- Members of the Fools' Guild in Discworld often lapse into this, sometimes forgetting if they're supposed to be "happy on the outside or crying on the inside, or the other way 'round." This is understandable, since the Fools generally don't lead pleasant lives. Indeed, it is common knowledge on the Disc that Fools simply cannot be actually funny ("if it was funny, a clown wouldn't be doing it"), and clowns are regarded as inherently pitiful or scary, rather than comedic.
- Exemplifying this is the fact that the guildhall is often mistaken for that of the Assassins, which is actually the light, airy building next door.
- According to Word of God, the Fools' Guildhall began as a monastery for a particularly sombre group of monks, and the founder of the Fools' Guild was shaped in his philosophy towards comedy by the fact that A: he was honestly nowhere near as funny as he believed himself to be, B: a mindset that convinced him that jokes and humour were Serious Business and should be treated with great dignity and respect, and C: the very pronounced trait of Discwolders, especially those in Ankh-Morpork, to be realistic and literal-minded to the point of being deliberately obtuse, which doesn't make joking a very easy matter. The result is that generations of Fools have had their emotions crushed and any actual knack for humor (not to mention desire to make people laugh) stamped out of them.
- Exemplifying this is the fact that the guildhall is often mistaken for that of the Assassins, which is actually the light, airy building next door.
- Leo from The Heroes of Olympus. He jokes to deal with the loss of his mom. And they're actually funny, unlike most Sad Clowns.
- Nick Sagan's Idlewild has Mercutio, who describes his coping methods as "Humor? That's my lizard tail. You can look at that while I run away."
- In The Wide Window, the characters patronize a rather miserably awful restaurant called The Anxious Clown. Guess what all the waiters are dressed up as.
- Ray Person, from Generation Kill, although his insecurity isn't the only thing fueling his hilarious, uber-offensive humor- it's also the fact that he's generally on almost no sleep and on a near-permanent caffeine high thanks to his ever-present bottle of Ripped Fuel. Averted in the finale (and, after the war, in real life) when extra interviews show the real Ray as a generally quiet, yet outspoken man.
- Xander from Buffy the Vampire Slayer
- Chandler from Friends is a rare example from a comedy series. This was Lampshaded quite early on, when Phoebe's psychiatrist boyfriend, as part of his schtick of alienating everyone by pointing out uncomfortable truths, said, "I'd hate to be there when the laughter stops."
- To some extent, George Luz from Band of Brothers.
- Jack O'Neill of Stargate SG-1, a rare commanding officer example, who gets close to Dangerously Genre Savvy.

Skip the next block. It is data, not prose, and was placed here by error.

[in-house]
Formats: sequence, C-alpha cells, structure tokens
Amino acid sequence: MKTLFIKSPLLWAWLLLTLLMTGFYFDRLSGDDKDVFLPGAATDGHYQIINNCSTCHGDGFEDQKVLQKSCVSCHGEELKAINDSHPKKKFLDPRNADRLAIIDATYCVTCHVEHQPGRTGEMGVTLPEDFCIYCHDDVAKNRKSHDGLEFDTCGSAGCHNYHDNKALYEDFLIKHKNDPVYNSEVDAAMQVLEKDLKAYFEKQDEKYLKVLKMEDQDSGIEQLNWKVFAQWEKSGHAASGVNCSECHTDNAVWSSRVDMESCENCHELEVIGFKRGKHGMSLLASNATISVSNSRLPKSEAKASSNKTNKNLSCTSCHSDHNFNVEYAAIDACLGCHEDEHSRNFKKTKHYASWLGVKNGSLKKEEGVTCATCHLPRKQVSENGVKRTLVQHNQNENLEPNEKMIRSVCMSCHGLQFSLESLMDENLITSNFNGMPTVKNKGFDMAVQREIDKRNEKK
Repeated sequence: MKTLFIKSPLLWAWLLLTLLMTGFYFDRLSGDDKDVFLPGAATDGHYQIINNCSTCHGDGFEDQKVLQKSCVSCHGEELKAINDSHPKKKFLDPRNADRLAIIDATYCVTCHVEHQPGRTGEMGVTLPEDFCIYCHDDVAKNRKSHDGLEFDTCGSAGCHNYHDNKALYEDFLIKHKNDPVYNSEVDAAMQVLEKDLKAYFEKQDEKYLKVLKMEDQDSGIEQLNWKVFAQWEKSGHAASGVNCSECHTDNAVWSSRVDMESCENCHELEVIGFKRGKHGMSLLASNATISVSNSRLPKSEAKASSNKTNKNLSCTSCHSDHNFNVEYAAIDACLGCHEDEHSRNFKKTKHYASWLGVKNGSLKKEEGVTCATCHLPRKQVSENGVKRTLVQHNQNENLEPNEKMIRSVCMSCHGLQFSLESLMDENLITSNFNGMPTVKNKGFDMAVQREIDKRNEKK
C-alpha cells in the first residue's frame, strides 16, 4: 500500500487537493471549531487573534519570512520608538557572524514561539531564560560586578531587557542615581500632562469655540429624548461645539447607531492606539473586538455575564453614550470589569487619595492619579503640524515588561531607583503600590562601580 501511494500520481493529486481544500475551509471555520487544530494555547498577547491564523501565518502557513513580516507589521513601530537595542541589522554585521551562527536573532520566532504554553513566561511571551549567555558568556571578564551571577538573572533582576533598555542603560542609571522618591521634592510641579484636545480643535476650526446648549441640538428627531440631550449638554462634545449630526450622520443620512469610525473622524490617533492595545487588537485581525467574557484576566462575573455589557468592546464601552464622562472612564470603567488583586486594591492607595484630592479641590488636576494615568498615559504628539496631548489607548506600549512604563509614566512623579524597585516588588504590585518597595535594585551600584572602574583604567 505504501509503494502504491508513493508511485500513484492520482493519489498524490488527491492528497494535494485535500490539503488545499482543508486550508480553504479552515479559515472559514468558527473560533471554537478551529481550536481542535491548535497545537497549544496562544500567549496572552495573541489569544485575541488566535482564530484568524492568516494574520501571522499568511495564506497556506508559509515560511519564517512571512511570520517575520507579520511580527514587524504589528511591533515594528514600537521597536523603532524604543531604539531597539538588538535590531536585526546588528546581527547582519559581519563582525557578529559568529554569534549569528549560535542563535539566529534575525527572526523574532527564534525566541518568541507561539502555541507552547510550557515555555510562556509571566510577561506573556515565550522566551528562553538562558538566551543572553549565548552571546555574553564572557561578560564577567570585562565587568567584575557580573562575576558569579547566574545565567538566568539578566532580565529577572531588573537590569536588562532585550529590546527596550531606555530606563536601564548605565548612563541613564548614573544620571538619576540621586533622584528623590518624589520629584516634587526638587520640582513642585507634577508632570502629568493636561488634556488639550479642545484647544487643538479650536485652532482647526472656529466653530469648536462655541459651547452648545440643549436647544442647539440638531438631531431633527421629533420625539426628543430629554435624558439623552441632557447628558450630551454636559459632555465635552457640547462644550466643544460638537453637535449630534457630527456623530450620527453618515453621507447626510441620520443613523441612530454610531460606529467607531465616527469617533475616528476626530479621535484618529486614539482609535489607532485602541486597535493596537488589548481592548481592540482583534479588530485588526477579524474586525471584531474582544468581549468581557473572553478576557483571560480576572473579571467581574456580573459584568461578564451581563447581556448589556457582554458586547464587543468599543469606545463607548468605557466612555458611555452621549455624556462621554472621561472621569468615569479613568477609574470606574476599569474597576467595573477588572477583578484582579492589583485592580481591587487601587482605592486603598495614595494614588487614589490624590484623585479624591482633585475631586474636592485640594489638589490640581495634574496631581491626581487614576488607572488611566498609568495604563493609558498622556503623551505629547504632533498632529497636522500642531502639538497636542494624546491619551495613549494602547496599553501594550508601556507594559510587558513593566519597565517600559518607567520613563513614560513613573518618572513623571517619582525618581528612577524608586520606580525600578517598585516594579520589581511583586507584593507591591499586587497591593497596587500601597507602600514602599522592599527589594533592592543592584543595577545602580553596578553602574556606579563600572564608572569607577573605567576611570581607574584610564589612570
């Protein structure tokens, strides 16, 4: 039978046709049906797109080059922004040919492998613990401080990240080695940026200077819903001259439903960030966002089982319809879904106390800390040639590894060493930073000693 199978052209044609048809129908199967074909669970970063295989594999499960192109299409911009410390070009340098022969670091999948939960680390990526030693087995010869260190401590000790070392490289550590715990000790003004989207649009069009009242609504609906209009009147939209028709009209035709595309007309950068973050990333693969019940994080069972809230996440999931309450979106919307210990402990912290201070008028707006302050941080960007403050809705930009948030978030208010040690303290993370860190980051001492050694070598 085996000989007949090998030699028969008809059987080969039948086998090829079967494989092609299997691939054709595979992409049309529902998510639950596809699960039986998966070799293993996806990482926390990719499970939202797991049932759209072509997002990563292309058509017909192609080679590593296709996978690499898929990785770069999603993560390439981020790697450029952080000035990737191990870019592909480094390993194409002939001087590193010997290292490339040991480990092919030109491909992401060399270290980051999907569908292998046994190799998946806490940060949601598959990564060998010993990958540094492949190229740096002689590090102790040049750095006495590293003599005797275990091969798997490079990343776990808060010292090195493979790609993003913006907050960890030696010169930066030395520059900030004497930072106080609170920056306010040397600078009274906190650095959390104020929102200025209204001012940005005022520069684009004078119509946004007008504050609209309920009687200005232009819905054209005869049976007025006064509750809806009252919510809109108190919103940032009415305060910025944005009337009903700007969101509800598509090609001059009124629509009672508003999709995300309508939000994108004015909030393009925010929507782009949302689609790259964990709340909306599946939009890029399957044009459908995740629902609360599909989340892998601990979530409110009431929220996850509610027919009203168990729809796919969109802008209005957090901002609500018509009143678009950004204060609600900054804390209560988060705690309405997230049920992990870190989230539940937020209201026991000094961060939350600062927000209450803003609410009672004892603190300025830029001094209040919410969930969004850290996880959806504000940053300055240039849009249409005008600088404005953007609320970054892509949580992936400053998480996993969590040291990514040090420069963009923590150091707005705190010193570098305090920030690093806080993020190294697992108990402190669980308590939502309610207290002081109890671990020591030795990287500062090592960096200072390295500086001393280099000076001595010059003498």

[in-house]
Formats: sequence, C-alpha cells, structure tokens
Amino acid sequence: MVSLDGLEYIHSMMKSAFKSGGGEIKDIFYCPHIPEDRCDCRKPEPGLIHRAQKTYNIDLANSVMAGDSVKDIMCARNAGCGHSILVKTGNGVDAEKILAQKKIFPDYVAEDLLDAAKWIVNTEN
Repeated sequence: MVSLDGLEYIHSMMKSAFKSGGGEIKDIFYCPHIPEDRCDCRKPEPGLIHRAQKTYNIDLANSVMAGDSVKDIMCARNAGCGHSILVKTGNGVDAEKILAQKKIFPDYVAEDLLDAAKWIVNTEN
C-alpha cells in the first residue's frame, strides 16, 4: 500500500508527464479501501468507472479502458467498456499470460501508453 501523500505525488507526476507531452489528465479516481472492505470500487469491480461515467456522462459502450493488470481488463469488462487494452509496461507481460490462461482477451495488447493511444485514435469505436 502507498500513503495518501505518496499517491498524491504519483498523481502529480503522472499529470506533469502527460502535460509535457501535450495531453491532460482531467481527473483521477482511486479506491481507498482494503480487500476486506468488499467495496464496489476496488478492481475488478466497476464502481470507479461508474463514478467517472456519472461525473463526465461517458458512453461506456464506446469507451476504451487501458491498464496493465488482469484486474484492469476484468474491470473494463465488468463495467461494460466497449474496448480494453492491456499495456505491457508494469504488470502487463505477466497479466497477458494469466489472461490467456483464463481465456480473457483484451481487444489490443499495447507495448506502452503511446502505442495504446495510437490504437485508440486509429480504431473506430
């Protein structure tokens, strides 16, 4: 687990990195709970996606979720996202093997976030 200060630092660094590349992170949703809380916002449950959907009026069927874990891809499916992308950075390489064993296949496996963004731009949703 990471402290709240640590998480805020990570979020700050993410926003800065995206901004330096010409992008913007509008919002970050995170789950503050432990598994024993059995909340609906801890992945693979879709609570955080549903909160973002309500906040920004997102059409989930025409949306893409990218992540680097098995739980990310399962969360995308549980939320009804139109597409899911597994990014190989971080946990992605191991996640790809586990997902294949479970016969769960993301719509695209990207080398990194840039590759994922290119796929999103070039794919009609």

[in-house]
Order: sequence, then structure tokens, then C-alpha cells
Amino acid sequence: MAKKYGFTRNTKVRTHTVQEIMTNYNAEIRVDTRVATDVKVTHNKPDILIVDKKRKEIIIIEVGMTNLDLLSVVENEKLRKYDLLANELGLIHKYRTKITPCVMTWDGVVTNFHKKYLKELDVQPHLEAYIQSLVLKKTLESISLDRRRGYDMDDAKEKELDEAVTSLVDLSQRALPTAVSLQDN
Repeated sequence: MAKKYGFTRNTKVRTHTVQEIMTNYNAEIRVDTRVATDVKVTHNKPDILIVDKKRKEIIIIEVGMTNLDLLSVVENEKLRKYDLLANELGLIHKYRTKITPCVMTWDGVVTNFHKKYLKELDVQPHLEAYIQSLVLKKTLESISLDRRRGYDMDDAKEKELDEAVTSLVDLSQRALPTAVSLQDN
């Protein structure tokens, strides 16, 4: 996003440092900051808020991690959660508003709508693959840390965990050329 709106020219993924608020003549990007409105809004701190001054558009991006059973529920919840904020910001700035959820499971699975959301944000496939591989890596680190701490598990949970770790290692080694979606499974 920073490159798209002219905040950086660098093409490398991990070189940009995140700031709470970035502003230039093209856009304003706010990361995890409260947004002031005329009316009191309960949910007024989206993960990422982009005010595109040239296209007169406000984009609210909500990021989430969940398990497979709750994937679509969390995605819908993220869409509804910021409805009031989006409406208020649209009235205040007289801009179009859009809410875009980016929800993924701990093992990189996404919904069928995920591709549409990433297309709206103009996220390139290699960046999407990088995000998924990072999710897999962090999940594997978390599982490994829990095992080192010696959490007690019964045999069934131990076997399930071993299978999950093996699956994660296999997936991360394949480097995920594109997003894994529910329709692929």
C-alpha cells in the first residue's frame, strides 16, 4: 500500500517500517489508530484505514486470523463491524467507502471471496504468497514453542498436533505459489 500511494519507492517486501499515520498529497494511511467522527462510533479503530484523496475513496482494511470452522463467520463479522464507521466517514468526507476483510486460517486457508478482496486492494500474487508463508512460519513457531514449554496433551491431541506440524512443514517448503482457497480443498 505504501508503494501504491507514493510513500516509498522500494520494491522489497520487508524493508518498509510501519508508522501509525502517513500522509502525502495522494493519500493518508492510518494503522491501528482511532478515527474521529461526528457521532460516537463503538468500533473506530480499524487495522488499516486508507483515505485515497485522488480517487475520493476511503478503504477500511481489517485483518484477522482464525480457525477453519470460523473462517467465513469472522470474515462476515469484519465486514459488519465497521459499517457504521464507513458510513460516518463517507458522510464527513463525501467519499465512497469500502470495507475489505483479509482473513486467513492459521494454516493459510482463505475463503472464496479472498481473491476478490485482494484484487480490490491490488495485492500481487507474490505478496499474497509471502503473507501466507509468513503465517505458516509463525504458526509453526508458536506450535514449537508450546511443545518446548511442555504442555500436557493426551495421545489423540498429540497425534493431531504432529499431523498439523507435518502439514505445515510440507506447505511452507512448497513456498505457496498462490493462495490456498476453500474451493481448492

- As Season One progressed, Dean went from pure comic relief to being a sad, lost little boy who really wanted his family back together and who wise-cracks only to mask that nasty pain.
- Trickster/Gabriel. He ran away from Heaven to escape the fight, spent a very long time teaching people the error of their ways through wicked deadly tricks, only for it to be discovered that, behind all the black humor, he was really just scared to get involved. All in all, he's just a very heartbroken kid who invested too much of himself in his family to watch them destroy themselves. He spends much of his time onscreen trying use the Winchesters to prove to himself that he was right to run.
- Hawkeye Pierce of M* A* S* H was once accused of this. He was quite offended, and spent the rest of the episode refusing to joke.
- While talking to his therapist, Tony Soprano of The Sopranos describes himself as a "Sad Clown": putting on a happy, joking face to his family and friends while keeping his pain locked away. His claims come across more as self-pitying than anything else, given his behavior throughout the series.
- Lee in the Britcom Not Going Out has been accused of being one of these by other characters, to the point of being cajoled into seeing a therapist.
- Star Trek: Voyager's Neelix is one of these when he's at the top of his game.
- The majority of the cast in Roseanne.
- Keen Eddie: Throughout most of the show, Monty makes several ill-timed and insensitive jokes, warranting Eddie to suggest that he has no soul, but after getting snapped at for joking in the face of Eddie's life-or-death situation, Monty admits that he uses humor to cope with situations that worry or frighten him, siting how he laughed all through his uncle's funeral.
- Shawn in Psych. He admits that he relies on jokes and inappropriate humor to defuse tough situations, and when his funny breaks in "An Evening With Mr. Yang", Gus takes up his Sad Clown mantle to help him stay calm.
- Depending on the Writer, Tony from NCIS can fit this to a T or seem more genuinely clownish.